Shade was a commodity in short supply, but the clubhouse had a large covered porch that felt like heaven after a brace. After all those days of braces running two dogs and with generally good runs (one I wish I could forget, we were beaten so badly!), here we were at noon on Saturday a week later.  Ruby made the Final 16, but was eliminated earlier that day in a squeaker.  I was proud of her.  She never quit, never slowed down.  Cap made it through the 16, and he I were heading to the line one more time in the Final 8.

The Start.
Cap and me  in Background

Cap and I ran this particular field only once the entire week prior.  I told him not to worry, birds smelled the same on this field, the next field or 5 states over.  He told me "No sweat, Pops!  Just shoot 'em when they get up and follow me.  I got this thing nailed."  Lack of confidence was never a problem in the little guy. The judge said turn them loose, and I let him go.  Cap immediately turned left and hit full stride along the edge of the boundary.  The edge line cut left again, but he continued straight, into the field, full speed, smoking! I knew there was normally a bird close to the front, a "gallery bird", so I let him run. He made a loop to the left, in the corner, and, still at full stride, headed back to me hard along the edge line.  Not 15 seconds in to the brace, he was flying now, coming straight at me as I stepped in to the field, loaded my gun, stowed my lead and watched him.  About 20 yards away, maybe 3 yards in the field, headed straight to me, he pitched left, his rear end flew out from under him and he rolled over.  He came up and stood tall and still, pointed as proud as I've ever seen any dog! "Point", I yelled (perhaps a little too loud, since I heard the gasps from the gallery.  I'm going to say right now pride can be a downfall, but I was downright proud of that little dog right then!).  The shot and retrieve were normal and we had a decision to make.  Cap looked at me and I motioned to him in a direction that would take us directly across the square to the opposite corner.  The wind would be on our right shoulder.  Our opponent would be caught in the right corner, as well. Which is where he went off the line.  If we could get the bird in the middle or far corner and then come back left for another bird, that would be three birds out of five.  We would be sitting pretty good.  About halfway across the field, I noticed my opponent executing a retrieve in the corner. It was one to one.  As I looked up, Cap spun and locked up, "Point"!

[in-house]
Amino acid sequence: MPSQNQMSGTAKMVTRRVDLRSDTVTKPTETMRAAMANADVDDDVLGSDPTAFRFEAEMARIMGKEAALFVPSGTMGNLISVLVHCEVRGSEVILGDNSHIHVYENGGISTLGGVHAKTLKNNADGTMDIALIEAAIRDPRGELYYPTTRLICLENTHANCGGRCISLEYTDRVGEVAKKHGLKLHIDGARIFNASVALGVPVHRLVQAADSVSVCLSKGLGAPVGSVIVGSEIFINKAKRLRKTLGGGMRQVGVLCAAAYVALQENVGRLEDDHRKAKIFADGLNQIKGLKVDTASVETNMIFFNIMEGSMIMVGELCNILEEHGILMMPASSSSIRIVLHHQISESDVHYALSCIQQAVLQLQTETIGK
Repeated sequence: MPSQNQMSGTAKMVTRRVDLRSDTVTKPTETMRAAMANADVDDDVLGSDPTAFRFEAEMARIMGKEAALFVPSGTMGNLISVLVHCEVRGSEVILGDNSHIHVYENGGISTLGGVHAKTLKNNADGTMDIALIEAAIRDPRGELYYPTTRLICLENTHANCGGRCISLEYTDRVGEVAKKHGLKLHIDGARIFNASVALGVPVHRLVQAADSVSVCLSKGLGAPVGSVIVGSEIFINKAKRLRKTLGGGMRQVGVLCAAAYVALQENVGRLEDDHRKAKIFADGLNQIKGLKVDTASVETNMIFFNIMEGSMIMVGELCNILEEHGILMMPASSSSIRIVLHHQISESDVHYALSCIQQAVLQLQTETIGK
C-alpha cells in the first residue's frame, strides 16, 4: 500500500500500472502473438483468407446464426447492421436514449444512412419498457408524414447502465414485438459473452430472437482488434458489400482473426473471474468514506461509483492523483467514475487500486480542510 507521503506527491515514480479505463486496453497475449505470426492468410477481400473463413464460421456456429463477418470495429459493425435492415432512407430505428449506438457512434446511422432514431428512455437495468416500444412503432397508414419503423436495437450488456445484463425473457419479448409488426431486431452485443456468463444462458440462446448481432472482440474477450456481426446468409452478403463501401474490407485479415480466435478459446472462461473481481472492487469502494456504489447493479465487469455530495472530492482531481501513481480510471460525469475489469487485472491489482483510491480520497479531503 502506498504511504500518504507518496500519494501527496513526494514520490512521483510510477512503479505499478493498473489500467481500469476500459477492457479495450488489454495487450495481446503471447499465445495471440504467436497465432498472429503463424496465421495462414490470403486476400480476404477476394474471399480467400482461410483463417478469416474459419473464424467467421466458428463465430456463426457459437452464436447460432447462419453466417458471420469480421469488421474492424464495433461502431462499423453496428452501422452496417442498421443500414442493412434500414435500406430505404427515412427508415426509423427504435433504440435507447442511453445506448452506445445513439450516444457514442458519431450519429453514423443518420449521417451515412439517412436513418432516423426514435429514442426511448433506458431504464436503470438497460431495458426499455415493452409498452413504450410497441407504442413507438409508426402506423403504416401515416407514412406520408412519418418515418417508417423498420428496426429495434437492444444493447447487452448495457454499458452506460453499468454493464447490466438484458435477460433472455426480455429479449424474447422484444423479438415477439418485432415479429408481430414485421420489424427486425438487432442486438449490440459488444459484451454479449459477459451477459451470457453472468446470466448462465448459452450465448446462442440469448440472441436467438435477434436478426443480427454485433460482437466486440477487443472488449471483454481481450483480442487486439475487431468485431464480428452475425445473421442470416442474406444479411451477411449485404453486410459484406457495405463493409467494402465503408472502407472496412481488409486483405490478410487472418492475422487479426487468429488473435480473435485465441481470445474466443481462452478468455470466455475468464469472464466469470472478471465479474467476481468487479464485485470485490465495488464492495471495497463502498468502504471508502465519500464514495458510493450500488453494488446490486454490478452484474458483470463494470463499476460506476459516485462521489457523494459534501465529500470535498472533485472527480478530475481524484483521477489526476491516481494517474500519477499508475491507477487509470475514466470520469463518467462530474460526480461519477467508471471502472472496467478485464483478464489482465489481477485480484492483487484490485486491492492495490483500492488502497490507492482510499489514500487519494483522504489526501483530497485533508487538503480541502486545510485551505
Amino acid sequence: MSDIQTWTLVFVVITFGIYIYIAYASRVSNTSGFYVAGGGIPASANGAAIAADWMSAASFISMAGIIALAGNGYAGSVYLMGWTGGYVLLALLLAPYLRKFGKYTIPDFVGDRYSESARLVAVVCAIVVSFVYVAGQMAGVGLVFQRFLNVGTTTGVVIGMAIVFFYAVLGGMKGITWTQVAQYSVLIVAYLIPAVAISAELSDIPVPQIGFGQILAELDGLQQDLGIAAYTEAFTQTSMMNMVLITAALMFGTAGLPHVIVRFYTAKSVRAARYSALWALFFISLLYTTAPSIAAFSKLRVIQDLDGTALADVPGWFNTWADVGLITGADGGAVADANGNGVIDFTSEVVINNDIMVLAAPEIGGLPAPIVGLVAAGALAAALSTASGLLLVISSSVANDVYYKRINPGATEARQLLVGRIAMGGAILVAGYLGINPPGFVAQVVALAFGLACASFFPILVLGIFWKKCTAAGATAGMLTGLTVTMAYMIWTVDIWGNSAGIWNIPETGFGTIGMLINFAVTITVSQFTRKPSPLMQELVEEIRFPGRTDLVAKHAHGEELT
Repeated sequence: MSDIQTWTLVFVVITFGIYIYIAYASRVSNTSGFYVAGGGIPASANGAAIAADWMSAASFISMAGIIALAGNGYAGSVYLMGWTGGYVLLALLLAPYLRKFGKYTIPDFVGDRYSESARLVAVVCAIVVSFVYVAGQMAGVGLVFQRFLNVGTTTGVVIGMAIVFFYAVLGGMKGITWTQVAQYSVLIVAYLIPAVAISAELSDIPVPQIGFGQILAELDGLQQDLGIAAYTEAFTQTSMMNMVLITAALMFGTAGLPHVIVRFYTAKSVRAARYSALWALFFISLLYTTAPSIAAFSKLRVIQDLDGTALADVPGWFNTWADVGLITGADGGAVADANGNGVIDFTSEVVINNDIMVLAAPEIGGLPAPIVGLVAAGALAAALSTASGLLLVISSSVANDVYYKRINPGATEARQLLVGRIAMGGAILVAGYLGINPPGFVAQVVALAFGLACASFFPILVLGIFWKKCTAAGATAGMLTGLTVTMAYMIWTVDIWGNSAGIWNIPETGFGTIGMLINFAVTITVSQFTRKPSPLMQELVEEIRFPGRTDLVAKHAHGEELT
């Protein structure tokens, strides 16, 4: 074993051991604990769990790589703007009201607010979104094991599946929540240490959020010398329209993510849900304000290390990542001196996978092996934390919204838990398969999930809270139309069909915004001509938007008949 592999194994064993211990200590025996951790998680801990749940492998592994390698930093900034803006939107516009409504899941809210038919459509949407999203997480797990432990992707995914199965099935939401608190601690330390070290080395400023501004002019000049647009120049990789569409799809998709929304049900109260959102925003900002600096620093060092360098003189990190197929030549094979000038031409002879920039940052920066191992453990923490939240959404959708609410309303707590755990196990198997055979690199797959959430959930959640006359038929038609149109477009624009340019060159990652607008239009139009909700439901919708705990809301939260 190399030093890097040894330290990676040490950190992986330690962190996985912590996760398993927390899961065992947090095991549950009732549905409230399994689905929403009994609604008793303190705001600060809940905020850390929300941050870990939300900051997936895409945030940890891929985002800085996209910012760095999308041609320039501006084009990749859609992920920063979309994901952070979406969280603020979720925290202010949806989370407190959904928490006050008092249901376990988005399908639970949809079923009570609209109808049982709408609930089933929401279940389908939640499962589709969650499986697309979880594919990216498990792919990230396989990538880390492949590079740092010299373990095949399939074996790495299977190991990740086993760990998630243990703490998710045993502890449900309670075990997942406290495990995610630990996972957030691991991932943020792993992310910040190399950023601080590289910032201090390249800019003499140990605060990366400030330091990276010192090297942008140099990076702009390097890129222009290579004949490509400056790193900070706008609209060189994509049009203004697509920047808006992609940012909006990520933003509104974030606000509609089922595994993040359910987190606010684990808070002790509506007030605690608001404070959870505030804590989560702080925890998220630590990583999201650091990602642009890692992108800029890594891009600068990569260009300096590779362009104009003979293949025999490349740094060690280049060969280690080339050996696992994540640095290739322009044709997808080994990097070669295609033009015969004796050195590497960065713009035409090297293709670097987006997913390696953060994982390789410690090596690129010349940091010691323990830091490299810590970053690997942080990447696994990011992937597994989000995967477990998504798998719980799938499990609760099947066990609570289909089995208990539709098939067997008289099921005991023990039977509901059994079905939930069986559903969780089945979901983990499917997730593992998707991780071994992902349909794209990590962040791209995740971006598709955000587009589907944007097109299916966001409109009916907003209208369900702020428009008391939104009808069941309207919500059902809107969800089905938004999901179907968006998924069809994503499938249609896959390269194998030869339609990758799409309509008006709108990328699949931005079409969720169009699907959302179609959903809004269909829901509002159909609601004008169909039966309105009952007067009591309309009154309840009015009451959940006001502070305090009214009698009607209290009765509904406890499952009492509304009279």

Point!
He was a long ways away, but staunch and the bird obliged by holding until I arrived. Once again, the shot and retrieve were normal. This time I sent Cap into the large area remaining, in which no dog had been, the last corner.  He took off, and I looked for my opponent.  He was hurrying  across the center of the field for the same corner.  Both dogs were moving quickly now and it was really a race in the tall grass. No one knew where the bird was or even if there was a bird there, but we sure did act like it.  Cap spun first.  "Point", I yelled, this time with some gusto, since I was 50 yards from anyone and standing out on the Nebraska prairie watching my little guy run his heart out.  It took me some time to get to him again and, just before I did, I heard a shot and saw my opponent's dog running to a downed bird in the center of the field.  My bird flew and dropped for the retrieve.  It was three to two.  At this time, I pointed Cap at the other handler and we went with him. The reasoning was this:  If he finds another bird, I will get a back- I'm still ahead. If I find a bird, he will get a back- I'm still ahead.  In a "beat your brace-mate" format, the tactics changed somewhat.